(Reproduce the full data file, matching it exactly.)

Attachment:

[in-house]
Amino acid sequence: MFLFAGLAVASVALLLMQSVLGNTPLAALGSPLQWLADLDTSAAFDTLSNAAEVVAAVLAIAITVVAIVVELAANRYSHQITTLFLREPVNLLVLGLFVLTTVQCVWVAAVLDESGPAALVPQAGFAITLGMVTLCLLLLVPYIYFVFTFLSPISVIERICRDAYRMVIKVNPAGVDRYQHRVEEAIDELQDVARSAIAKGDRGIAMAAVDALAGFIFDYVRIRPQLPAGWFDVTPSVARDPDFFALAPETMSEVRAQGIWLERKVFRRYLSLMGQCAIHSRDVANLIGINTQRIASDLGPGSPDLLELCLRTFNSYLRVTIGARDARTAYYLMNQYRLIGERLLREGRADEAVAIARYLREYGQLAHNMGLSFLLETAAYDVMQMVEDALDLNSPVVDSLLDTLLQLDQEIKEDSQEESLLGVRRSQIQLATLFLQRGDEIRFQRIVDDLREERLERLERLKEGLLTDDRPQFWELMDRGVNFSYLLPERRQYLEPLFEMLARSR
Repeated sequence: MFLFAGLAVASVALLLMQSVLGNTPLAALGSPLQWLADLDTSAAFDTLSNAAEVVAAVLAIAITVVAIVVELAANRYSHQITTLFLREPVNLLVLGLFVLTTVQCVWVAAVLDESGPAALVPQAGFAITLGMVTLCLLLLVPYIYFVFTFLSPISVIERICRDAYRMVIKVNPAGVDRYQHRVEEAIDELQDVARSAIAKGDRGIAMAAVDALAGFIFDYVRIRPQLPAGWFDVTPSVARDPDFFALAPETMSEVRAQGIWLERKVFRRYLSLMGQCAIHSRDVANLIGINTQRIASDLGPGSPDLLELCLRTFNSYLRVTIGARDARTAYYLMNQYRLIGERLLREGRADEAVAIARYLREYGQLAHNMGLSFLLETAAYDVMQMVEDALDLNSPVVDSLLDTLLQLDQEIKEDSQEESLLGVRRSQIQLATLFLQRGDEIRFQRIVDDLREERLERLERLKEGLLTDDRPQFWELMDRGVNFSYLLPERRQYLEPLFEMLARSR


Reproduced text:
[in-house]
Amino acid sequence: MFLFAGLAVASVALLLMQSVLGNTPLAALGSPLQWLADLDTSAAFDTLSNAAEVVAAVLAIAITVVAIVVELAANRYSHQITTLFLREPVNLLVLGLFVLTTVQCVWVAAVLDESGPAALVPQAGFAITLGMVTLCLLLLVPYIYFVFTFLSPISVIERICRDAYRMVIKVNPAGVDRYQHRVEEAIDELQDVARSAIAKGDRGIAMAAVDALAGFIFDYVRIRPQLPAGWFDVTPSVARDPDFFALAPETMSEVRAQGIWLERKVFRRYLSLMGQCAIHSRDVANLIGINTQRIASDLGPGSPDLLELCLRTFNSYLRVTIGARDARTAYYLMNQYRLIGERLLREGRADEAVAIARYLREYGQLAHNMGLSFLLETAAYDVMQMVEDALDLNSPVVDSLLDTLLQLDQEIKEDSQEESLLGVRRSQIQLATLFLQRGDEIRFQRIVDDLREERLERLERLKEGLLTDDRPQFWELMDRGVNFSYLLPERRQYLEPLFEMLARSR
Repeated sequence: MFLFAGLAVASVALLLMQSVLGNTPLAALGSPLQWLADLDTSAAFDTLSNAAEVVAAVLAIAITVVAIVVELAANRYSHQITTLFLREPVNLLVLGLFVLTTVQCVWVAAVLDESGPAALVPQAGFAITLGMVTLCLLLLVPYIYFVFTFLSPISVIERICRDAYRMVIKVNPAGVDRYQHRVEEAIDELQDVARSAIAKGDRGIAMAAVDALAGFIFDYVRIRPQLPAGWFDVTPSVARDPDFFALAPETMSEVRAQGIWLERKVFRRYLSLMGQCAIHSRDVANLIGINTQRIASDLGPGSPDLLELCLRTFNSYLRVTIGARDARTAYYLMNQYRLIGERLLREGRADEAVAIARYLREYGQLAHNMGLSFLLETAAYDVMQMVEDALDLNSPVVDSLLDTLLQLDQEIKEDSQEESLLGVRRSQIQLATLFLQRGDEIRFQRIVDDLREERLERLERLKEGLLTDDRPQFWELMDRGVNFSYLLPERRQYLEPLFEMLARSR